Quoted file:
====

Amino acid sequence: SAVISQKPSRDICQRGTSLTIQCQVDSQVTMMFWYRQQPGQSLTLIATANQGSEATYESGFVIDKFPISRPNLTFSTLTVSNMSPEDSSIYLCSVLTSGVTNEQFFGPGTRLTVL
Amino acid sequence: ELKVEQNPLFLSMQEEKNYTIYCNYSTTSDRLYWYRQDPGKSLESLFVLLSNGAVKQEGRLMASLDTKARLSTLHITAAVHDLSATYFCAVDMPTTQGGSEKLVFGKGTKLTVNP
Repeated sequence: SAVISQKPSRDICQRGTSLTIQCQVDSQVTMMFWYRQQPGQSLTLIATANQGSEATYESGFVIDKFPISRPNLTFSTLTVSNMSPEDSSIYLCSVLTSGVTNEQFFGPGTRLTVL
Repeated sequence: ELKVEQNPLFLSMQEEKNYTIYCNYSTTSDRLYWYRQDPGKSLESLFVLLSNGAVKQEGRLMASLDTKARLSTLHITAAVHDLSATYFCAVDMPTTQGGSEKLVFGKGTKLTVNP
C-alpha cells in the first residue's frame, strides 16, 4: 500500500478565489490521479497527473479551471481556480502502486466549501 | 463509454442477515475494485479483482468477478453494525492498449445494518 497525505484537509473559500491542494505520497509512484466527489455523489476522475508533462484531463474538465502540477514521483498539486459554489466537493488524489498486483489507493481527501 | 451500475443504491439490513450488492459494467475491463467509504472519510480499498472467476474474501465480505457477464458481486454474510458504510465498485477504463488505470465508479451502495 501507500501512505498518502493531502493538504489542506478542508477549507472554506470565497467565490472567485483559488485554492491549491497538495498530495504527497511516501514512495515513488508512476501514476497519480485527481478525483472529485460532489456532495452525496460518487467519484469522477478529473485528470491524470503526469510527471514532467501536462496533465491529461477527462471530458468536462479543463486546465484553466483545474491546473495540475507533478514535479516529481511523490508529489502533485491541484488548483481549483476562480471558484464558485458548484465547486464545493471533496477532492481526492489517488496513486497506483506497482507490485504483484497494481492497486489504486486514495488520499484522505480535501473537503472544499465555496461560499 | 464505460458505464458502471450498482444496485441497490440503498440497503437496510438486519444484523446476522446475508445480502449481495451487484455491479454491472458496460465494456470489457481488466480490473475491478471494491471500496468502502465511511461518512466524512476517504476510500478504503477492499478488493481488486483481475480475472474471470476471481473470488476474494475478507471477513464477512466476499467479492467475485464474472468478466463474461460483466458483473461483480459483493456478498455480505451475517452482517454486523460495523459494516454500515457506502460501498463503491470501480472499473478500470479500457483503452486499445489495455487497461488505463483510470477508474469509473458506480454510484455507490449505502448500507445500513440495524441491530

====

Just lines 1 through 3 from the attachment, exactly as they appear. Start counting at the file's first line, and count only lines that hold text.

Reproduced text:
Amino acid sequence: SAVISQKPSRDICQRGTSLTIQCQVDSQVTMMFWYRQQPGQSLTLIATANQGSEATYESGFVIDKFPISRPNLTFSTLTVSNMSPEDSSIYLCSVLTSGVTNEQFFGPGTRLTVL
Amino acid sequence: ELKVEQNPLFLSMQEEKNYTIYCNYSTTSDRLYWYRQDPGKSLESLFVLLSNGAVKQEGRLMASLDTKARLSTLHITAAVHDLSATYFCAVDMPTTQGGSEKLVFGKGTKLTVNP
Repeated sequence: SAVISQKPSRDICQRGTSLTIQCQVDSQVTMMFWYRQQPGQSLTLIATANQGSEATYESGFVIDKFPISRPNLTFSTLTVSNMSPEDSSIYLCSVLTSGVTNEQFFGPGTRLTVL